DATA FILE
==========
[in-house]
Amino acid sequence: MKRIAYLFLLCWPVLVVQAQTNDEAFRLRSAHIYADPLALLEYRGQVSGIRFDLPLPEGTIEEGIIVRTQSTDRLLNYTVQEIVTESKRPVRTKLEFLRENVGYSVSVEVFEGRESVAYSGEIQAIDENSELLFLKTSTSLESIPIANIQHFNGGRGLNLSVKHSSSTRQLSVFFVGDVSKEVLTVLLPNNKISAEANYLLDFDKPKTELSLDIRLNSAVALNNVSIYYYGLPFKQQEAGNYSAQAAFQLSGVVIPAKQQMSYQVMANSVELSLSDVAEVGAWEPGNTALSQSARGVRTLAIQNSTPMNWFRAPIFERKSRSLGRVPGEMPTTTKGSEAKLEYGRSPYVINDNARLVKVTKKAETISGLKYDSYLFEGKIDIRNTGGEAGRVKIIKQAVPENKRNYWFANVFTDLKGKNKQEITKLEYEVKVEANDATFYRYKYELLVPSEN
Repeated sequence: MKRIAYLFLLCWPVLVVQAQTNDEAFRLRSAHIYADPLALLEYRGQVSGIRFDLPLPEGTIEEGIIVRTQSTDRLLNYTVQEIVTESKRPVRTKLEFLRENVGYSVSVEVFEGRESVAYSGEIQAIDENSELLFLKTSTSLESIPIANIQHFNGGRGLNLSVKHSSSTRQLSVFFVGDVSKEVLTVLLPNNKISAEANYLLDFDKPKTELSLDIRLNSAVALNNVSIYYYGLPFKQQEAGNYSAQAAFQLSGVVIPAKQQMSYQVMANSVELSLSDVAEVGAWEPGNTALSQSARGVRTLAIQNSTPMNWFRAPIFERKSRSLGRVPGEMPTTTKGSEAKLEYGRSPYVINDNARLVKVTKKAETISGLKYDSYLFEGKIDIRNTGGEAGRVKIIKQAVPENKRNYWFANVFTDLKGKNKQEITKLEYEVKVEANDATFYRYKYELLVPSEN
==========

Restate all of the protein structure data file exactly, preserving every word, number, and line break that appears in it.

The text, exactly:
[in-house]
Amino acid sequence: MKRIAYLFLLCWPVLVVQAQTNDEAFRLRSAHIYADPLALLEYRGQVSGIRFDLPLPEGTIEEGIIVRTQSTDRLLNYTVQEIVTESKRPVRTKLEFLRENVGYSVSVEVFEGRESVAYSGEIQAIDENSELLFLKTSTSLESIPIANIQHFNGGRGLNLSVKHSSSTRQLSVFFVGDVSKEVLTVLLPNNKISAEANYLLDFDKPKTELSLDIRLNSAVALNNVSIYYYGLPFKQQEAGNYSAQAAFQLSGVVIPAKQQMSYQVMANSVELSLSDVAEVGAWEPGNTALSQSARGVRTLAIQNSTPMNWFRAPIFERKSRSLGRVPGEMPTTTKGSEAKLEYGRSPYVINDNARLVKVTKKAETISGLKYDSYLFEGKIDIRNTGGEAGRVKIIKQAVPENKRNYWFANVFTDLKGKNKQEITKLEYEVKVEANDATFYRYKYELLVPSEN
Repeated sequence: MKRIAYLFLLCWPVLVVQAQTNDEAFRLRSAHIYADPLALLEYRGQVSGIRFDLPLPEGTIEEGIIVRTQSTDRLLNYTVQEIVTESKRPVRTKLEFLRENVGYSVSVEVFEGRESVAYSGEIQAIDENSELLFLKTSTSLESIPIANIQHFNGGRGLNLSVKHSSSTRQLSVFFVGDVSKEVLTVLLPNNKISAEANYLLDFDKPKTELSLDIRLNSAVALNNVSIYYYGLPFKQQEAGNYSAQAAFQLSGVVIPAKQQMSYQVMANSVELSLSDVAEVGAWEPGNTALSQSARGVRTLAIQNSTPMNWFRAPIFERKSRSLGRVPGEMPTTTKGSEAKLEYGRSPYVINDNARLVKVTKKAETISGLKYDSYLFEGKIDIRNTGGEAGRVKIIKQAVPENKRNYWFANVFTDLKGKNKQEITKLEYEVKVEANDATFYRYKYELLVPSEN